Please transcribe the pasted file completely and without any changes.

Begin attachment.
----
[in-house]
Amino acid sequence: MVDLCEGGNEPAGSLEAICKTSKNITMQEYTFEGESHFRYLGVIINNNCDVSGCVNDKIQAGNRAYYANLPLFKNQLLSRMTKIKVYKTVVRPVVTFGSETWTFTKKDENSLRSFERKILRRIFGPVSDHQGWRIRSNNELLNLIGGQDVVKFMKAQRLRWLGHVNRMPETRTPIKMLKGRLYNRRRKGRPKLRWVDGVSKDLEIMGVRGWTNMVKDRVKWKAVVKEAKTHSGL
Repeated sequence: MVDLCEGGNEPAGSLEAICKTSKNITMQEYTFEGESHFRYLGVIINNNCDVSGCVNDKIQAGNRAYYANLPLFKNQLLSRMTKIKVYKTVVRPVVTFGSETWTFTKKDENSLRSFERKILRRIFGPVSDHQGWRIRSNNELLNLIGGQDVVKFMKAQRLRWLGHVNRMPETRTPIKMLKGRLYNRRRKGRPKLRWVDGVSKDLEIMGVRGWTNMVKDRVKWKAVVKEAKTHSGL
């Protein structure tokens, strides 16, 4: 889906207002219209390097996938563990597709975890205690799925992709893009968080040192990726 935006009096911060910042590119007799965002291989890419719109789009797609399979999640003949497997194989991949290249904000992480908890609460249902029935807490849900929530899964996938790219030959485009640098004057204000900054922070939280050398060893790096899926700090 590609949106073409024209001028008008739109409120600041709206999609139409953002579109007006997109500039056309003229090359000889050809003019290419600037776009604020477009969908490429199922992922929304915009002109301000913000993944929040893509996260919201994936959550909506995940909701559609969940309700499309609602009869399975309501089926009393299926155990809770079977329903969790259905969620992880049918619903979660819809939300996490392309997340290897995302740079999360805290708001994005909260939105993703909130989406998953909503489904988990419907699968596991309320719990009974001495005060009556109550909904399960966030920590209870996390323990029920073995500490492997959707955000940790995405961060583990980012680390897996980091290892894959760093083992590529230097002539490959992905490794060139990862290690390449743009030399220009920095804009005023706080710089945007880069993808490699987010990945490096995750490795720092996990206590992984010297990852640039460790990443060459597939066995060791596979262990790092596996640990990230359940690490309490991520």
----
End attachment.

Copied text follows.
[in-house]
Amino acid sequence: MVDLCEGGNEPAGSLEAICKTSKNITMQEYTFEGESHFRYLGVIINNNCDVSGCVNDKIQAGNRAYYANLPLFKNQLLSRMTKIKVYKTVVRPVVTFGSETWTFTKKDENSLRSFERKILRRIFGPVSDHQGWRIRSNNELLNLIGGQDVVKFMKAQRLRWLGHVNRMPETRTPIKMLKGRLYNRRRKGRPKLRWVDGVSKDLEIMGVRGWTNMVKDRVKWKAVVKEAKTHSGL
Repeated sequence: MVDLCEGGNEPAGSLEAICKTSKNITMQEYTFEGESHFRYLGVIINNNCDVSGCVNDKIQAGNRAYYANLPLFKNQLLSRMTKIKVYKTVVRPVVTFGSETWTFTKKDENSLRSFERKILRRIFGPVSDHQGWRIRSNNELLNLIGGQDVVKFMKAQRLRWLGHVNRMPETRTPIKMLKGRLYNRRRKGRPKLRWVDGVSKDLEIMGVRGWTNMVKDRVKWKAVVKEAKTHSGL
């Protein structure tokens, strides 16, 4: 889906207002219209390097996938563990597709975890205690799925992709893009968080040192990726 935006009096911060910042590119007799965002291989890419719109789009797609399979999640003949497997194989991949290249904000992480908890609460249902029935807490849900929530899964996938790219030959485009640098004057204000900054922070939280050398060893790096899926700090 590609949106073409024209001028008008739109409120600041709206999609139409953002579109007006997109500039056309003229090359000889050809003019290419600037776009604020477009969908490429199922992922929304915009002109301000913000993944929040893509996260919201994936959550909506995940909701559609969940309700499309609602009869399975309501089926009393299926155990809770079977329903969790259905969620992880049918619903979660819809939300996490392309997340290897995302740079999360805290708001994005909260939105993703909130989406998953909503489904988990419907699968596991309320719990009974001495005060009556109550909904399960966030920590209870996390323990029920073995500490492997959707955000940790995405961060583990980012680390897996980091290892894959760093083992590529230097002539490959992905490794060139990862290690390449743009030399220009920095804009005023706080710089945007880069993808490699987010990945490096995750490795720092996990206590992984010297990852640039460790990443060459597939066995060791596979262990790092596996640990990230359940690490309490991520």